Thomas Cook will seek a delay to a key bondholders’ meeting on Wednesday as it tries to finalise a £1bn rescue package in a bid to prevent the UK’s oldest tour operator from collapsing.
The collapse of Thomas Cook could leave thousands of holidays makers seeking alternative arrangements or having to be rescued by the Civil Aviation Authority under its ATOL scheme if the agreement is not reached and the group does collapse, something which the CAA is understood to be preparing for.
In a similar situation to Monarch, Thomas Cook is seeking a renewal of its ATOL licence (required by all UK tour operators) but in order to do that, it needs to prove to the CAA that it is financially viable and stable, something that is far from the case at the moment. It needs to be renewed by the end of September.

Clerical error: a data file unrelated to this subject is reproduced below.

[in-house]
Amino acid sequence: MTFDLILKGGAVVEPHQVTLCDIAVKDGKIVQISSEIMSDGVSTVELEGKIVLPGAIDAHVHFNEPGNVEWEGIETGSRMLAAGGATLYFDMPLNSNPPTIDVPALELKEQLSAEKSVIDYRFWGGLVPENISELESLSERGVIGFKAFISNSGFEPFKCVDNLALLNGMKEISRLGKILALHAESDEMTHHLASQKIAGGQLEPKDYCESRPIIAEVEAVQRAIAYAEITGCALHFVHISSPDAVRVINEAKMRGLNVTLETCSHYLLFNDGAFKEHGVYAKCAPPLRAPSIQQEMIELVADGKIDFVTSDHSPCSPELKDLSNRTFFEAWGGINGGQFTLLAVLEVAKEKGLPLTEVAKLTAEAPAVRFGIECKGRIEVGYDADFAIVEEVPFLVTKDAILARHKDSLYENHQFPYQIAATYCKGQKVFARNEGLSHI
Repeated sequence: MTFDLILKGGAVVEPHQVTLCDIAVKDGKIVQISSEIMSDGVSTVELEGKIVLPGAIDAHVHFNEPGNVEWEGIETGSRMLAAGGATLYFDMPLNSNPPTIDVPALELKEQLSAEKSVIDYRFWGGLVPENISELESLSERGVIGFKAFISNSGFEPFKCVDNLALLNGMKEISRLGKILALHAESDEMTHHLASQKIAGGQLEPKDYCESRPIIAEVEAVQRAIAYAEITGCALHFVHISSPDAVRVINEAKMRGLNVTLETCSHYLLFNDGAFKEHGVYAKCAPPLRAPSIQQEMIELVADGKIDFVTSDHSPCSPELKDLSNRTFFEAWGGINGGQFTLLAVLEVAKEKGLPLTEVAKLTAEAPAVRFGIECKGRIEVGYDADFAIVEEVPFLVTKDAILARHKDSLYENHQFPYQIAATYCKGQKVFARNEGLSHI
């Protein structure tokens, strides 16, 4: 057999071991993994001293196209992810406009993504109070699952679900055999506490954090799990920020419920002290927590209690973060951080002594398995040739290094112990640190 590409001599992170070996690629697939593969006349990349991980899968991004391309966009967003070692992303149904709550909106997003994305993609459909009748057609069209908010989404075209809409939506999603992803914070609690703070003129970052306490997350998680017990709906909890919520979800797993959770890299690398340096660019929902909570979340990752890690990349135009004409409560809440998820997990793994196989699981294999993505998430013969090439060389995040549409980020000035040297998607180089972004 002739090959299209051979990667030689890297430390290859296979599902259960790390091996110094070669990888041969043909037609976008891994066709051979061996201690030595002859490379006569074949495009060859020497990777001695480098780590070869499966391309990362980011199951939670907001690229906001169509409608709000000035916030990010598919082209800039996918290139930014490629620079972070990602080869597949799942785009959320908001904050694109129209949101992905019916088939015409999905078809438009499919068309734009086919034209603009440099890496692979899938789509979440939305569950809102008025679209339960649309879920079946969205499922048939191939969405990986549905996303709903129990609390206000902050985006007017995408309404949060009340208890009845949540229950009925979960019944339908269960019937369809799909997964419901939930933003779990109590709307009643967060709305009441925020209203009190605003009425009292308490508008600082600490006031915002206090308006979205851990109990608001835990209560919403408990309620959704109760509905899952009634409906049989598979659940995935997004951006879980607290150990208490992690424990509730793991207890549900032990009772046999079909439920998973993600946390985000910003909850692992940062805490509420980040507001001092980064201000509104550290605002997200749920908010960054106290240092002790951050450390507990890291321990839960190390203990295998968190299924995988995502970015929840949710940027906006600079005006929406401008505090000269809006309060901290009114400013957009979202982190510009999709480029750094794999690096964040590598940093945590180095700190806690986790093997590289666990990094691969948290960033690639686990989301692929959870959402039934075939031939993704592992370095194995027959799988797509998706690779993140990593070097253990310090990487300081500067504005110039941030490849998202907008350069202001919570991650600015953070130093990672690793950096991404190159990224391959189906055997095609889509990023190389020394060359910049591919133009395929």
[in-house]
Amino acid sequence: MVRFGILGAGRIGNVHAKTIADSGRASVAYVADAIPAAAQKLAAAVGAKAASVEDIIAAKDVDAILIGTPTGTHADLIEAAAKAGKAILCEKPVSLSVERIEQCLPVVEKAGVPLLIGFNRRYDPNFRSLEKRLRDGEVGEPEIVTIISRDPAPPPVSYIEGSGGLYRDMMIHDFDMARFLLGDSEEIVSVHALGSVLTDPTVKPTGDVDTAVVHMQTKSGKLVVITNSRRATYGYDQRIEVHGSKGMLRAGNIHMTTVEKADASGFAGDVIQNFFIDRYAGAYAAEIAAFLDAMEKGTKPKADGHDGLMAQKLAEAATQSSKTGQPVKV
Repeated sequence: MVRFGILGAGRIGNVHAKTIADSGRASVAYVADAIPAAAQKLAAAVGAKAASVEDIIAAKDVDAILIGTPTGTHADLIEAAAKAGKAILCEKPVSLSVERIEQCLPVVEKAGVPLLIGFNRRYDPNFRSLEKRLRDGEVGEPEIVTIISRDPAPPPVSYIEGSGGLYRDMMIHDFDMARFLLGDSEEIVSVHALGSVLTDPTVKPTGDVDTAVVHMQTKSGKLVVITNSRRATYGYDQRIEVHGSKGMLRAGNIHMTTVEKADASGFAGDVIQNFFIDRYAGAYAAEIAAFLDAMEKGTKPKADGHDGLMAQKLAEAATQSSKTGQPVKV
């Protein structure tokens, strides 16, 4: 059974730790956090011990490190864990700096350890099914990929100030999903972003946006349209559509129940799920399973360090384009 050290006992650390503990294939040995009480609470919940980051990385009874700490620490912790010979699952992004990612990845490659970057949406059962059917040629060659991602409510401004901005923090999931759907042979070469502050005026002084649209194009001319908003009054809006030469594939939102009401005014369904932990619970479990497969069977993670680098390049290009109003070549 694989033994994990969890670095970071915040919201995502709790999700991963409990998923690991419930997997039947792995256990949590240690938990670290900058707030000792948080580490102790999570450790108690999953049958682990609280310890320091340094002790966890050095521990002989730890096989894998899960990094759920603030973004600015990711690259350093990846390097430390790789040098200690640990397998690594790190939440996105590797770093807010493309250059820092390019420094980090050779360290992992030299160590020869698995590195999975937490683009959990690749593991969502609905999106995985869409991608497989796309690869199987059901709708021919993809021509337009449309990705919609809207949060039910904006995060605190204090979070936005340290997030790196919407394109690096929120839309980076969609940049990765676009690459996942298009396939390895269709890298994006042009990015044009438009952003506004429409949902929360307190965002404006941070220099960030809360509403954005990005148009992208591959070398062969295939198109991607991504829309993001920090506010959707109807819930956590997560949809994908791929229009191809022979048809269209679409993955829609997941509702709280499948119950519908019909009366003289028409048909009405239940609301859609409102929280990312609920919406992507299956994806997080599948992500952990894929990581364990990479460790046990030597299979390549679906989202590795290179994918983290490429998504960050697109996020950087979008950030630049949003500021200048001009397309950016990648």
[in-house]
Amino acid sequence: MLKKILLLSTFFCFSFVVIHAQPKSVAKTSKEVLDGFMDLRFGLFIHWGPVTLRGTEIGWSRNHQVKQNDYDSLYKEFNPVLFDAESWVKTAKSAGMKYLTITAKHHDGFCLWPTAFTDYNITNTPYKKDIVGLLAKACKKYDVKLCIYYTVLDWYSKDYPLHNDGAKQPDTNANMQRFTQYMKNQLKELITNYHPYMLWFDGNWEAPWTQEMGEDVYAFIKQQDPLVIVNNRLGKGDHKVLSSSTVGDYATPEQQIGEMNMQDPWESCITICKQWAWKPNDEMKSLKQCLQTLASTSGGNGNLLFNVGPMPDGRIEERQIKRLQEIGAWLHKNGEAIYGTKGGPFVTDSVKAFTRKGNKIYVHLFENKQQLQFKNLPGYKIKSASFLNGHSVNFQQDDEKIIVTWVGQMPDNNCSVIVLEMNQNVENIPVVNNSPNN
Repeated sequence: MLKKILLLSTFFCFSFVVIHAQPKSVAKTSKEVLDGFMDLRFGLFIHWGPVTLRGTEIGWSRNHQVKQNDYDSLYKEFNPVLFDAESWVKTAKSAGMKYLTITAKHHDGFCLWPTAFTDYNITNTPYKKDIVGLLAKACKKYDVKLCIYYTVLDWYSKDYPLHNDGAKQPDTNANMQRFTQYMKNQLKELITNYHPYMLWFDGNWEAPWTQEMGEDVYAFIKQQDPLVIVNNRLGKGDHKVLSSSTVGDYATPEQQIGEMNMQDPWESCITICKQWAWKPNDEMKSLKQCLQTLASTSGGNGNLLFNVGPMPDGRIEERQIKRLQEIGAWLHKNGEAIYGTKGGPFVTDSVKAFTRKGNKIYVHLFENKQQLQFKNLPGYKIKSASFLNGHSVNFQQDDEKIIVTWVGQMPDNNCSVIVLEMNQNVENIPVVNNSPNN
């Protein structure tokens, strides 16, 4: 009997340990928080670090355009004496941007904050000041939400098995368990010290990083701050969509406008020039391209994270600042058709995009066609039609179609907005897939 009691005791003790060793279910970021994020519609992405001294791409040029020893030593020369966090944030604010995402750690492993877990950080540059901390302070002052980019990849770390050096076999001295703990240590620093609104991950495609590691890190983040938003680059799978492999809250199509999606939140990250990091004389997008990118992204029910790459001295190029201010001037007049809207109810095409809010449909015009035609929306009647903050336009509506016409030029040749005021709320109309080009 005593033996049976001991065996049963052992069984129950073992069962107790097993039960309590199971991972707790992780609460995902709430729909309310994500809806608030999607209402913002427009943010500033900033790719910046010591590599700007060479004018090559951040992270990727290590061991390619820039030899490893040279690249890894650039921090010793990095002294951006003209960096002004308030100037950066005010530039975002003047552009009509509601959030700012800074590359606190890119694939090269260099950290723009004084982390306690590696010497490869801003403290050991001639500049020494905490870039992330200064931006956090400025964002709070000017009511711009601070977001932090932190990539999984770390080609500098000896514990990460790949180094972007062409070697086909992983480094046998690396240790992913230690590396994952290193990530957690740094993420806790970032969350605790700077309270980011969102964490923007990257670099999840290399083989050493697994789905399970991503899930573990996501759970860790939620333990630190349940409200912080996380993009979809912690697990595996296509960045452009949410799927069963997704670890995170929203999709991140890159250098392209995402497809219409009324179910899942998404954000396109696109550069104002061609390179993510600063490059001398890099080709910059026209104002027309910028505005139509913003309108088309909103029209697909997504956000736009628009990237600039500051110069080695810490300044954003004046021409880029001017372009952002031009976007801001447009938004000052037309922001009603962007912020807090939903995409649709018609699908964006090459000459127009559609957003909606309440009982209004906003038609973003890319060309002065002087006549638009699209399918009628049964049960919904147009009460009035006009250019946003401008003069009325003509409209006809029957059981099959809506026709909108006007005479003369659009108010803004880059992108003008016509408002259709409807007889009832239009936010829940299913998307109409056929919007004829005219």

Thomas Cook is asking bondholders and creditors to give the group some “breathing room” as it negotiates the rescue deal with Chinese tour operator Fosun.
The deal is understood to include a £900m cash injection from Fosun to see Thomas Cook through the Winter 19/20 season.
Like Monarch and other tour operators, Thomas Cook has been hit by online competition and less demand for package holidays. Rising fuel prices and Brexit has also been cited for the companies current financial situation.